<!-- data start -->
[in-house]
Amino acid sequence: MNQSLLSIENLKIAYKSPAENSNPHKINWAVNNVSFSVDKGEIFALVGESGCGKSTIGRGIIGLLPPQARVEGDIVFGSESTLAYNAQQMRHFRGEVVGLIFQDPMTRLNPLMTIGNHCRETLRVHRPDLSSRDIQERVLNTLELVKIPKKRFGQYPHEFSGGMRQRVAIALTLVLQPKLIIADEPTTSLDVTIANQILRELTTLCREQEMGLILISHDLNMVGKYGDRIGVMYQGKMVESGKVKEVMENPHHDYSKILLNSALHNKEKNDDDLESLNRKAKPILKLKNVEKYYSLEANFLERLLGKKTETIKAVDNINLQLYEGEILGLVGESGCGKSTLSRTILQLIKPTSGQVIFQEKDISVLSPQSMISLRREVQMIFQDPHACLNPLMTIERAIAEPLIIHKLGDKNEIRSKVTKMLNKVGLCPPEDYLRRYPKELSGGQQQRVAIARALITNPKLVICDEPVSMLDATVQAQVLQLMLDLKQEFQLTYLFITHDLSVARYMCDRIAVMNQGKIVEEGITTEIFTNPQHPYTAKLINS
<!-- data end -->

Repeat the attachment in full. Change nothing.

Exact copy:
[in-house]
Amino acid sequence: MNQSLLSIENLKIAYKSPAENSNPHKINWAVNNVSFSVDKGEIFALVGESGCGKSTIGRGIIGLLPPQARVEGDIVFGSESTLAYNAQQMRHFRGEVVGLIFQDPMTRLNPLMTIGNHCRETLRVHRPDLSSRDIQERVLNTLELVKIPKKRFGQYPHEFSGGMRQRVAIALTLVLQPKLIIADEPTTSLDVTIANQILRELTTLCREQEMGLILISHDLNMVGKYGDRIGVMYQGKMVESGKVKEVMENPHHDYSKILLNSALHNKEKNDDDLESLNRKAKPILKLKNVEKYYSLEANFLERLLGKKTETIKAVDNINLQLYEGEILGLVGESGCGKSTLSRTILQLIKPTSGQVIFQEKDISVLSPQSMISLRREVQMIFQDPHACLNPLMTIERAIAEPLIIHKLGDKNEIRSKVTKMLNKVGLCPPEDYLRRYPKELSGGQQQRVAIARALITNPKLVICDEPVSMLDATVQAQVLQLMLDLKQEFQLTYLFITHDLSVARYMCDRIAVMNQGKIVEEGITTEIFTNPQHPYTAKLINS